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EUobserver / Netherlands embraces far right in EU elections

The Dutch far-right Freedom Party (PVV) of Geert Wilders made the greatest leap forward in the country's EU elections on Thursday (4 June), with 16.9 percent in exit polls. But the ruling conservatives came top overall.

The result is a major victory for the openly anti-Islamic party, giving it four seats in the European legislature and a possibility that this could rise to five once the final count is completed.

Neo-nazi youth look on as Geert Wilders campaigns in Leeuwarden, Netherlands

The Freedom Party came second only to the ruling Christian Democrats (CDA) of Prime Minister Jan Peter Balkenende, which exit polls suggest will win 20 percent of the vote or five of the 25 seats up for grabs.

This is a fall of four percent from the last European elections in 2004, resulting in the loss of two MEPs for the party.

by Fran on Fri Jun 5th, 2009 at 01:29:29 PM EST
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Flight to the Fringes: Wilders Big Winner of Dutch EU Elections - SPIEGEL ONLINE - News - International

Populist Dutch politician Geert Wilders' right-wing party scored big in European elections held in the Netherlands on Thursday. The Party for Freedom is now the second largest Dutch party in Brussels, with the far left having made gains as well.

 Geert Wilders (left) celebrates the European election results with his party colleague Barry Madlener on Thursday night. Geert Wilders and his populist Party for Freedom (PVV) appeared to be the big winners of Thursday's elections for European Parliament in the Netherlands. Exit polls released soon after the Dutch voting stations closed at 9 p.m. on Thursday evening predicted he would get four of the 25 Dutch seats in the European Parliament, making the PVV the second largest of all Dutch parties in Brussels.

Wilders, who has become popular in the Netherlands running on an anti-Islam and anti-political establishment platform, promised voters he would be tough on immigration and criticized Turkey's bid to join the EU. "Should Turkey as an Islamic country be able to join the European Union? We are the only party in Holland that says, it is an Islamic country, so no, not in 10 years, not in a million years," Wilders said.

by Fran on Fri Jun 5th, 2009 at 01:31:45 PM EST
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The other party in the Netherlands to be strengthened in the Thursday vote is the left-wing liberal -- and most outspokenly pro-European party in the Netherlands -- D66. It grew from one to three seats in the European parliament. The boost for these two parties showed that Dutch voters are moving to the fringes of the political spectrum.

Since when is D66 in the fringes of the political spectrum? It may have lost a lot of seats in the national parliament, but it seems to be pretty mainstream nonetheless.

Oh, wait, I forgot it is left liberal. That explains it.

The brainless should not be in banking. — Willem Buitler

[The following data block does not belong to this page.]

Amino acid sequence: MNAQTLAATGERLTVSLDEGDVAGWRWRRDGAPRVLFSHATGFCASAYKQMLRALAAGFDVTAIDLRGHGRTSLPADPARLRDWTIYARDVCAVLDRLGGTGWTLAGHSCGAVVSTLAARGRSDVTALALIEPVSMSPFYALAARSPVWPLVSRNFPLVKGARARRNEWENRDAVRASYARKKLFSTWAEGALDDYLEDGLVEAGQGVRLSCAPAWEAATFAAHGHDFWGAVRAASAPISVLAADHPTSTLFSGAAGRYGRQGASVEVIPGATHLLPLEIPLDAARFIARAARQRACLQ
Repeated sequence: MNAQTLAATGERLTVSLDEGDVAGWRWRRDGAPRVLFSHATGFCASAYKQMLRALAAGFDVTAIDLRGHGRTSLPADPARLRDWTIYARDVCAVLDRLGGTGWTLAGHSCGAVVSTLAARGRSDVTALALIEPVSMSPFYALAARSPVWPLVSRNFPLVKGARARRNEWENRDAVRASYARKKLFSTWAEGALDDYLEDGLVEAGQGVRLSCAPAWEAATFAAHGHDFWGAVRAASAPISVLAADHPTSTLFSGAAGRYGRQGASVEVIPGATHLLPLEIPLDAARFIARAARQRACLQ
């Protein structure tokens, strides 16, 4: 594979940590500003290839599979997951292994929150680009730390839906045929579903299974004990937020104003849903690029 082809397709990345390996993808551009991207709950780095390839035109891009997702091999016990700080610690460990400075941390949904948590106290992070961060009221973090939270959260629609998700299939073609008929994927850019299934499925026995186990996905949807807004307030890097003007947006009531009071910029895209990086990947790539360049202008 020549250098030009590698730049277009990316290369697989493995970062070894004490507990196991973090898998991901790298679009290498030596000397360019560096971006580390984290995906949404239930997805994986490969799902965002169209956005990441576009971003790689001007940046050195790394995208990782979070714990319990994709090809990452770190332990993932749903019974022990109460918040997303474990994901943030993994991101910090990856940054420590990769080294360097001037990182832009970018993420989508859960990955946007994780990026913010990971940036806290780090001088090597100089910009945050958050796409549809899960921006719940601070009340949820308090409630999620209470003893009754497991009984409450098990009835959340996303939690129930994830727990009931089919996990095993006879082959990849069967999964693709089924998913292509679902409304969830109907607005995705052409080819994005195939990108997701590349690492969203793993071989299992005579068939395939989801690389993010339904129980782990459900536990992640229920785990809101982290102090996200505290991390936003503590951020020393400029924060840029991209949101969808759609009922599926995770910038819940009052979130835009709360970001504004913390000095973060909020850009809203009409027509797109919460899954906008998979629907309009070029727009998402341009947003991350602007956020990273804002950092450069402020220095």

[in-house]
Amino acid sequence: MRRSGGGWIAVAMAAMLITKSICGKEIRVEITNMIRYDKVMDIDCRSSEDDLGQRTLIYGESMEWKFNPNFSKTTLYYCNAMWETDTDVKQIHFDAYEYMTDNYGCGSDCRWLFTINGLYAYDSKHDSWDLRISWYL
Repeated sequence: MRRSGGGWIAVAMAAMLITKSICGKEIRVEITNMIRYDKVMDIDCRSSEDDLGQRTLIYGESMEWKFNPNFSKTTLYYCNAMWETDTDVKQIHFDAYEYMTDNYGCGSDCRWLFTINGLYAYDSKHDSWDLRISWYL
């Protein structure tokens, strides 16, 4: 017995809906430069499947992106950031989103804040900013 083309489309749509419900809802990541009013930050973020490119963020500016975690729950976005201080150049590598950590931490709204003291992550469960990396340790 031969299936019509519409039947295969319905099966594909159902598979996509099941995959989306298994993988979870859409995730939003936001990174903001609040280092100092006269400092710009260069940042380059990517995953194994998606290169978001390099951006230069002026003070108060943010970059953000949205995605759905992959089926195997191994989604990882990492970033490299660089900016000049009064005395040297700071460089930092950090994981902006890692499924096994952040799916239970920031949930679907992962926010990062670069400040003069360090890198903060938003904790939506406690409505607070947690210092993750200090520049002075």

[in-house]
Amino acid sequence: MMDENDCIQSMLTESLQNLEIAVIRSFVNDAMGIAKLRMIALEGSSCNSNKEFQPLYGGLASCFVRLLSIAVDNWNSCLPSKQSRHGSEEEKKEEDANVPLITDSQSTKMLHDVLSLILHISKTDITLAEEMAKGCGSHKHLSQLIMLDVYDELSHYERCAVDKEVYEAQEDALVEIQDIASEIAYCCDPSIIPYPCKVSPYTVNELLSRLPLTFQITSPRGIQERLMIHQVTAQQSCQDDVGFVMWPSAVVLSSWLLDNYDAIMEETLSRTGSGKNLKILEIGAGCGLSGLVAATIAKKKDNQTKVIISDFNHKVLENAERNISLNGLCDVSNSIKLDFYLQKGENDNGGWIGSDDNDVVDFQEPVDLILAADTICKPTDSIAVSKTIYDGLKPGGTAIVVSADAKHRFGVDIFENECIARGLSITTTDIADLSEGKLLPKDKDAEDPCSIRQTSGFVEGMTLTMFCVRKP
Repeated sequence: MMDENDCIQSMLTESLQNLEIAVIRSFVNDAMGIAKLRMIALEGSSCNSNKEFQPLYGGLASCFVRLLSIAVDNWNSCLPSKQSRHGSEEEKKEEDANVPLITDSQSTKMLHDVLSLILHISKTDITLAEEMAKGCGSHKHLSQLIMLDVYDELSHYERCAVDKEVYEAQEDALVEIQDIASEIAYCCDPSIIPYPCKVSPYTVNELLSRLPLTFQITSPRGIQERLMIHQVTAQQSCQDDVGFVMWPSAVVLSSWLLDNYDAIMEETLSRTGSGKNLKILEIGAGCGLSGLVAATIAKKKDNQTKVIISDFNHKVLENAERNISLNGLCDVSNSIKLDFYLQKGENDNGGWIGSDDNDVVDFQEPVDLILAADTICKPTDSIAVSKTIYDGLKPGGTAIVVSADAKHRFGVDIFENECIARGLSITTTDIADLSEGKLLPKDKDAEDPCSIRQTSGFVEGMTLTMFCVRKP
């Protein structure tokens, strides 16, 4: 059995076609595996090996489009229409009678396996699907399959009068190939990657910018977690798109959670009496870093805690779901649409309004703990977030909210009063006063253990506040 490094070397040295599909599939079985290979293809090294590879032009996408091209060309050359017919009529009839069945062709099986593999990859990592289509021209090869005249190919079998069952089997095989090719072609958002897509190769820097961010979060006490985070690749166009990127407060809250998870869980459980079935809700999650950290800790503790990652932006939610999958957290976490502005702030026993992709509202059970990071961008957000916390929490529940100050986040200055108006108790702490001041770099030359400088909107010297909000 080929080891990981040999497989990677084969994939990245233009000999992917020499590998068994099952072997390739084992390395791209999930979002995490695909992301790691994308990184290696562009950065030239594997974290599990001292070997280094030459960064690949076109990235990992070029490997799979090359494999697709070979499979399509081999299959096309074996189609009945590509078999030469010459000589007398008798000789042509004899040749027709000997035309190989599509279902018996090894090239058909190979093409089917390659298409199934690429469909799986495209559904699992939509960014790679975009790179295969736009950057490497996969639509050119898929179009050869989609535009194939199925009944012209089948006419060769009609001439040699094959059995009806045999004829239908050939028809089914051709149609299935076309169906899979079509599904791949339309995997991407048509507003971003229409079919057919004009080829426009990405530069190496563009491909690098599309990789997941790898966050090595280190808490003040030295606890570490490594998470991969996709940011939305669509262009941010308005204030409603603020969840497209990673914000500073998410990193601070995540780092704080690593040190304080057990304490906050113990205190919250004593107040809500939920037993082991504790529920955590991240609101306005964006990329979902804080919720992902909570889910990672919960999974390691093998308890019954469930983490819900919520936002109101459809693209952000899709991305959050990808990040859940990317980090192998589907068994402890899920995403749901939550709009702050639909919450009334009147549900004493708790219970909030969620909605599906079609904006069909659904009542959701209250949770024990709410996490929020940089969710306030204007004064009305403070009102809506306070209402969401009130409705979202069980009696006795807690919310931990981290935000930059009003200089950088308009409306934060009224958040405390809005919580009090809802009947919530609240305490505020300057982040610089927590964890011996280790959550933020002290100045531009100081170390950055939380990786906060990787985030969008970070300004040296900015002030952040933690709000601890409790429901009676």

by Migeru (migeru at eurotrib dot com) on Fri Jun 5th, 2009 at 01:35:15 PM EST
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One take-away is that left-leaning parties and the far-right nutters won, but not the Mushy middle.  This is good news, yeah?
by paving on Fri Jun 5th, 2009 at 03:44:44 PM EST
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D66 has been part of some of the Balkenende cabinets. They are not "fringe".

The brainless should not be in banking. — Willem Buitler
by Migeru (migeru at eurotrib dot com) on Fri Jun 5th, 2009 at 07:57:26 PM EST
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is obviously an extremist, ideological, position.

In the long run, we're all dead. John Maynard Keynes
by Jerome a Paris (etg@eurotrib.com) on Fri Jun 5th, 2009 at 06:08:56 PM EST
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EUobserver / Commission criticises Dutch for early results publication

EUOBSERVER / BRUSSELS - The European commission on Friday asked the Dutch authorities for clarification regarding the publication of preliminary results in the Netherlands ahead of 7 June, when the results of all 27 member states are supposed to be announced.

Dutch media cited preliminary results on Thursday evening after the Netherlands closed its ballot boxes, indicating an unexpected boost of the far-right, which came in second with almost 17 percent of the votes, while the ruling Christian-Democratic party came in first with 20 percent.

Dutch Prime Minister Balkenende's centre-right party came out first, according to the preliminary results

The Dutch, along with the UK, were the first to go to the polls, with the Irish and Czechs voting today (5 June) and the rest of the member states over the weekend. Results are supposed to be announced at 10pm on Sunday.

"There is a ban on the publication of any results ahead of 7 June, be they preliminary, partial or complete. These results cannot be released to the media or pollsters until the elections. This does not prevent the media to take stock and publish private exit polls", EU commission spokesman Amadeu Altafaj said at a press conference on Friday.

by Fran on Fri Jun 5th, 2009 at 01:35:03 PM EST
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